Molina, who lives in Benson, Ariz., said the wall could cause flooding and debris build-up on both sides of the border. (Chris Clarke of KCET has reported that a concrete wall “would cause catastrophic flooding in the desert.”) Molina also said there could be legal and ethical consequences if people try to build on the land of the Tohono O'odham Nation, whose reservation straddles the border, and whose leaders have spoken out for years against a border wall. But even if no part of the wall materializes, she said, the rhetoric around it has already caused rifts in her community.

The Environmental Consequences Of A Wall On The U.S.-Mexico Border

Photo: Justin Sullivan/Getty Images

Bon Secour National Wildlife Refuge encompasses some of Alabama’s last remaining undisturbed coastal barrier habitat. The name Bon Secour is French for “safe harbor,” very appropriate considering the sanctuary it provides for native flora and fauna. This refuge is a natural oasis of wildlands, where wildlife can exist without harm. It may be too cold to go in the water, but even in winter, a walk on the beach can be a beautiful experience. Photo by Stephanie Pluscht, U.S. Fish and Wildlife Service.

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When you think of illegal immigration in the U.S., do you picture a border crosser or a visa overstayer? A family or a single person? A farmworker or a waiter?

People living in the U.S. without legal status are frequently invoked in American politics — especially in recent months. But the conversation is often short on facts about the millions of people who fall into this category.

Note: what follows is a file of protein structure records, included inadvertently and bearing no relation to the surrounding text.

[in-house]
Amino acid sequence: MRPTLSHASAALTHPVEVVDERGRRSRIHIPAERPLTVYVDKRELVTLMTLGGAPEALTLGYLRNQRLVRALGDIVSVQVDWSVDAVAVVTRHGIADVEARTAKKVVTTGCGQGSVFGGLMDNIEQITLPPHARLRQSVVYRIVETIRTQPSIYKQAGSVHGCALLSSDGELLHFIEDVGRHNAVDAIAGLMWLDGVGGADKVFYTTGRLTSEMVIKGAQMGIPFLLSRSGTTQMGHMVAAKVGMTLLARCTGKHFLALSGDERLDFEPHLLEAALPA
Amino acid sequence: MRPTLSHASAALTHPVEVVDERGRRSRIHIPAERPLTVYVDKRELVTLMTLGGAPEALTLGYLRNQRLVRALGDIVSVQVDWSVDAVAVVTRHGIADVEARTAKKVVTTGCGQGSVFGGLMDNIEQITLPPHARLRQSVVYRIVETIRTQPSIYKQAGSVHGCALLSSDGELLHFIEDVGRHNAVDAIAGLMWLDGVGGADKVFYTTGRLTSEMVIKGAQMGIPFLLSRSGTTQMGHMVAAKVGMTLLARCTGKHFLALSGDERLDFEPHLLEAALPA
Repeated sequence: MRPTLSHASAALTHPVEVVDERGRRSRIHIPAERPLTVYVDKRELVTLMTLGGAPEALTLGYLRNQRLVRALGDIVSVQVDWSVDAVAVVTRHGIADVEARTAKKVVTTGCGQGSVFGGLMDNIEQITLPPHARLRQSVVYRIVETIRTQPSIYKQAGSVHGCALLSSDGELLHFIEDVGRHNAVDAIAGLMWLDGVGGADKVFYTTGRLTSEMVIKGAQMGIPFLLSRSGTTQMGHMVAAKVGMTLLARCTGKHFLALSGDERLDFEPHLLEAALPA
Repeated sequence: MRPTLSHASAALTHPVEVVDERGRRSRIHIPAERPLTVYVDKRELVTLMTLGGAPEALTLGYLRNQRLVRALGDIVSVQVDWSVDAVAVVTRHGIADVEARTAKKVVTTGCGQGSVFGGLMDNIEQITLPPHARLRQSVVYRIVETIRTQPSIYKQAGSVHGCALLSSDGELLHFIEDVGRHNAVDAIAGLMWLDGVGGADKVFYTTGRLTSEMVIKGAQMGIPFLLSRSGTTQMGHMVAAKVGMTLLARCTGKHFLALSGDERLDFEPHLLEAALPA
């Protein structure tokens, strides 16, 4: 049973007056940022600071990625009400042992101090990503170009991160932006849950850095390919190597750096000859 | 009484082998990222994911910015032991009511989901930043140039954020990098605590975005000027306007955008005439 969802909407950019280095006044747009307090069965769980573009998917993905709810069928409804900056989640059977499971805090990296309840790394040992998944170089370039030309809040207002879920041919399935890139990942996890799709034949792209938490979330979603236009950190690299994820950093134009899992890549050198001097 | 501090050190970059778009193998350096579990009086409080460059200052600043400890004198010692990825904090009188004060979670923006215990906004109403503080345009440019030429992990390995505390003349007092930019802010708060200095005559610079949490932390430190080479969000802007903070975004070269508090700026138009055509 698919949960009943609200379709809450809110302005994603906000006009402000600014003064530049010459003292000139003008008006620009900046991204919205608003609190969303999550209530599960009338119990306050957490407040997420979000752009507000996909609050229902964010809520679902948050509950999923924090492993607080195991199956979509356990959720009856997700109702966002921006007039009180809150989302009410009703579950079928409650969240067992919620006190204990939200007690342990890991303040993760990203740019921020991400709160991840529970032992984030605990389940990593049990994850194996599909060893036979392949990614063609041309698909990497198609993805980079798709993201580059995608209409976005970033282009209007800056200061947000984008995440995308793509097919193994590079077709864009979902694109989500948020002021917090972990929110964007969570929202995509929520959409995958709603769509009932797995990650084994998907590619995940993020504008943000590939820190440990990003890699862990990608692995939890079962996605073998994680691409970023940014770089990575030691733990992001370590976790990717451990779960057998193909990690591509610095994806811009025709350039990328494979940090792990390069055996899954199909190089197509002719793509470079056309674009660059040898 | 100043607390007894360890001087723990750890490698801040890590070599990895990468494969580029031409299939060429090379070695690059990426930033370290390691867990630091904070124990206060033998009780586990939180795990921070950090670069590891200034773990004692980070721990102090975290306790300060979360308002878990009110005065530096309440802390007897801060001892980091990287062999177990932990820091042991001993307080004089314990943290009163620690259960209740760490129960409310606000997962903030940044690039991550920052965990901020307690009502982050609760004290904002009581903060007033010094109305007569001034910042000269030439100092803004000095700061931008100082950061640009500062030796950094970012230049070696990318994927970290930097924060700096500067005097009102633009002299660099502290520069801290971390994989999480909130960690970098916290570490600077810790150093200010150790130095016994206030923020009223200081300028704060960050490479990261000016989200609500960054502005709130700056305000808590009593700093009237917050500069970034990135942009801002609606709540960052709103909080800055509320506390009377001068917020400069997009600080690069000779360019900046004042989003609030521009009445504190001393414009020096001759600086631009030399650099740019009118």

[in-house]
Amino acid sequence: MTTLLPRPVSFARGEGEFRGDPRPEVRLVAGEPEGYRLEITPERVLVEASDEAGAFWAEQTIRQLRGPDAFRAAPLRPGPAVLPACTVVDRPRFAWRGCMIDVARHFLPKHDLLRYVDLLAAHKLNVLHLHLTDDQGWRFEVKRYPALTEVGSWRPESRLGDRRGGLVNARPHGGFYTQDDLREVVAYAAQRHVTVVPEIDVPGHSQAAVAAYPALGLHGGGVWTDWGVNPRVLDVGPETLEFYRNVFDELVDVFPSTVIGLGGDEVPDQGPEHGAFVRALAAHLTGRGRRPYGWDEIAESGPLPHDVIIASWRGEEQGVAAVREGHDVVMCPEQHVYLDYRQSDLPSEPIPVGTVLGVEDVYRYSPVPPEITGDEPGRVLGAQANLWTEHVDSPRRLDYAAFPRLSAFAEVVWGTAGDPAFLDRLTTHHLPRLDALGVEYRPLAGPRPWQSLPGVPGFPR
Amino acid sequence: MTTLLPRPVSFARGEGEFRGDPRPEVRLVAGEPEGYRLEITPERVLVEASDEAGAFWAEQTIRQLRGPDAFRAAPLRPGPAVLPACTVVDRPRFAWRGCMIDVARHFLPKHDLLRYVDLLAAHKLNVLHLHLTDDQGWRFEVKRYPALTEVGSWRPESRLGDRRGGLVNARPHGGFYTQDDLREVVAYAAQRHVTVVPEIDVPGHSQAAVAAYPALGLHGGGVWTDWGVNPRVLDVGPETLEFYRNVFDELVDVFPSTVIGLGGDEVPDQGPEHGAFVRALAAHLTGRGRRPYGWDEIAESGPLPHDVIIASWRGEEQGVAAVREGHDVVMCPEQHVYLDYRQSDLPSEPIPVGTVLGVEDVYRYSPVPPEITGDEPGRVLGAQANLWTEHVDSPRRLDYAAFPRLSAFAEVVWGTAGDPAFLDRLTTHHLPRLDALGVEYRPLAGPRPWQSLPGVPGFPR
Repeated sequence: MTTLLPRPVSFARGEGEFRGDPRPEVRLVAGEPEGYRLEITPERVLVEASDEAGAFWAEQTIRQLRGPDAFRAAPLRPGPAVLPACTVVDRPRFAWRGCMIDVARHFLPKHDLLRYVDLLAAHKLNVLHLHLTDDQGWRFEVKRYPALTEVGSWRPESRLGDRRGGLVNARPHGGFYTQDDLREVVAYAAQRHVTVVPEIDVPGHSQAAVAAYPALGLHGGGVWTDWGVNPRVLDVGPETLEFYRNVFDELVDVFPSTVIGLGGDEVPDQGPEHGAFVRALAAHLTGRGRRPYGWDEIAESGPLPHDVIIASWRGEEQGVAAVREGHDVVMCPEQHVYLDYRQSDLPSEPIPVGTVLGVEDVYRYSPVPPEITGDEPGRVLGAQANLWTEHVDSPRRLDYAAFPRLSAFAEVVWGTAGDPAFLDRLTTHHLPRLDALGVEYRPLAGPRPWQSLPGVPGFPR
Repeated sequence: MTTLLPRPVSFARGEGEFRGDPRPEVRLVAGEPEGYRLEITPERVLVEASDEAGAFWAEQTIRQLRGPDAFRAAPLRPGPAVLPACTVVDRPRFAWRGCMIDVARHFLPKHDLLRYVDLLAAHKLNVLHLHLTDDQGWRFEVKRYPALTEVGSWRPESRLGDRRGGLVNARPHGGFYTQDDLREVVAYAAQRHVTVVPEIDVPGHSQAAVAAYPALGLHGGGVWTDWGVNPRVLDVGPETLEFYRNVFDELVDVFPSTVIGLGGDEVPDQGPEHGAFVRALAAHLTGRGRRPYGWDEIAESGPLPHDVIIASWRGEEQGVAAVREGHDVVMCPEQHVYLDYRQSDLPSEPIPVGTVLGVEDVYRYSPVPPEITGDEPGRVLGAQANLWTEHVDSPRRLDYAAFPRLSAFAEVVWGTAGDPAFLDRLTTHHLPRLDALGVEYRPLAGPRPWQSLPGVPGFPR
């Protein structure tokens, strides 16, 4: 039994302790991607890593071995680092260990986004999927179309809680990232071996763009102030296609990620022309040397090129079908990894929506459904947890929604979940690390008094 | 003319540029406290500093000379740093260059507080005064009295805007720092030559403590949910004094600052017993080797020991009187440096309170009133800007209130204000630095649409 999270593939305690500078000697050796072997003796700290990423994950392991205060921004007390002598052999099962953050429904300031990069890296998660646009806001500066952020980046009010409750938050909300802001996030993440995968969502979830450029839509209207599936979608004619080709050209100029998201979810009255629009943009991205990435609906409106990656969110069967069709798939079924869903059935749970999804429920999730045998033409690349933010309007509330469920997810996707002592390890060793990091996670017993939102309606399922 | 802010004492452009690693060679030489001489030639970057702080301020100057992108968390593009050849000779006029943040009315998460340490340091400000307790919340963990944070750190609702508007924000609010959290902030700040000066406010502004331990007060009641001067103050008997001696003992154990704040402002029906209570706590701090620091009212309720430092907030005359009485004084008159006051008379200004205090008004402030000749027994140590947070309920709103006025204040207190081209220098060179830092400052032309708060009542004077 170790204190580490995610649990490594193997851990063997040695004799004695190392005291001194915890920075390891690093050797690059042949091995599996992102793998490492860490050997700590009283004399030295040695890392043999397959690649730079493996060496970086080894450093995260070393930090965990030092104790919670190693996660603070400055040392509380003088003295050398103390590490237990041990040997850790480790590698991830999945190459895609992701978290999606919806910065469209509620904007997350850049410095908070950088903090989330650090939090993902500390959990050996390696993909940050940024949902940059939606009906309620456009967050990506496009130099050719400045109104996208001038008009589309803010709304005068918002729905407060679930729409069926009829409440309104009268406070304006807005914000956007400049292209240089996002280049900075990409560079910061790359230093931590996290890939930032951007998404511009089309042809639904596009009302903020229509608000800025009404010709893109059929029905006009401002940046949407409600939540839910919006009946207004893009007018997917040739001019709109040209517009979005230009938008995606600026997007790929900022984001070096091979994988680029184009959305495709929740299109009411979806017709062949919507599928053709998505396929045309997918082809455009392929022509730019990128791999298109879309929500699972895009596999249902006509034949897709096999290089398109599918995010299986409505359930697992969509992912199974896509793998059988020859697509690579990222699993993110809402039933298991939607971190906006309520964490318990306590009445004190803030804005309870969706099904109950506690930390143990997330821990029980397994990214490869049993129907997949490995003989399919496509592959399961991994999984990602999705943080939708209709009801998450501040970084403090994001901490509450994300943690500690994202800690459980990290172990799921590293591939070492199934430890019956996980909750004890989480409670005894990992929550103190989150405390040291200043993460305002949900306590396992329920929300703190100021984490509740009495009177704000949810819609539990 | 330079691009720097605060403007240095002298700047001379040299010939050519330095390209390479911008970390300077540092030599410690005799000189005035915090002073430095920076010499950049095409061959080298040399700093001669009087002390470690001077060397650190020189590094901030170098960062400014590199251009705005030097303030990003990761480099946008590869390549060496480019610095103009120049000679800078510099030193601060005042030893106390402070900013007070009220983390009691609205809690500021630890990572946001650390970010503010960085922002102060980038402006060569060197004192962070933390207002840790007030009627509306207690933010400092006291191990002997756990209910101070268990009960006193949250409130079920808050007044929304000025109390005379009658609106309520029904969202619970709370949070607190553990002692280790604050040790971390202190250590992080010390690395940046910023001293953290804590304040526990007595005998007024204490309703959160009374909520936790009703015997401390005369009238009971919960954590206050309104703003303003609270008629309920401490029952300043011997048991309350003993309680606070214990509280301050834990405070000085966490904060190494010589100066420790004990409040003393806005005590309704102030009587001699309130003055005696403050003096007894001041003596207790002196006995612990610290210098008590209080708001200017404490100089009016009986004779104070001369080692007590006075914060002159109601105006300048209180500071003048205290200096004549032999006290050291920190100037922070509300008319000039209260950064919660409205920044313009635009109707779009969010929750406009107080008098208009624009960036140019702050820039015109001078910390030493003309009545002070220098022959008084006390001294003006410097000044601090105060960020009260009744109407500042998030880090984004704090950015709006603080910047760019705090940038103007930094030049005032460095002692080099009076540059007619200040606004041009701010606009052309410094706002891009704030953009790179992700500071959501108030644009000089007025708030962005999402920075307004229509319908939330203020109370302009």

There are, however, outdated beliefs: A Pew Research Center survey in 2015 found that very few Americans are aware of recent changes in immigration patterns.

And, of course, there are stereotypes, which often don’t always match up with reality. Most people in the U.S. illegally have been here for years, for instance, and people working service jobs far outnumber migrant farm labor.

Here’s a look at the actual statistics about people living in the U.S. illegally.

How America’s Idea Of Illegal Immigration Doesn’t Always Match Reality

Charts by Alyson Hurt

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Trump wants $1B to build a portion of the border wall that would barely span Rhode Island

  • President Donald Trump is set to ask for $1 billion to fund the first stage of his border wall, a chunk of change that will cover just 48 miles of new wall, CNN reported Tuesday.
  • The 48 new miles of border wall is a chunk so small it would just cover the length of Rhode Island — the smallest of the 50 states. Another chunk of the requested $1 billion is to repair 14 existing miles of border fencing. Read more. (3/28/17, 1:03PM)
EXO'rDIUM In México

1. Junmyeon said we were on their top 3 concerts.

2. They remembered the song “Sabor a mi” but they just performed a little verse because EXO-L start to sing along with them.

3. During Transformer the sound stop but we kept singing and they kept dancing. However they decide to start all over again saying that this has never happend to them before.

4. Junmyeon said we were crazy, but then he said EXO were crazy too.

5. They promised to return on their next tour.

6. They said to the upper zones that they look like little stars.

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Think about the avocados you mash for your Super Bowl guacamole, or the fresh tomatoes you enjoy in the winter. There’s a good chance they came from Mexico.

Our southern neighbor is the United States’ leading supplier of fresh produce, providing 70 percent of the fresh vegetables we import and more than 40 percent of our fresh fruit imports. That trade has boomed since NAFTA — the North American Free Trade Agreement — was signed in 1994.

President Trump’s repeated campaign threats to pull out of NAFTA and impose a tax on Mexican imports have caused jitters for Wholesum and other businesses on both sides of the U.S.-Mexico border.

Amid Talk Of Tariffs, What Happens To Companies That Straddle The Border?

Photos by Elissa Nadworny/NPR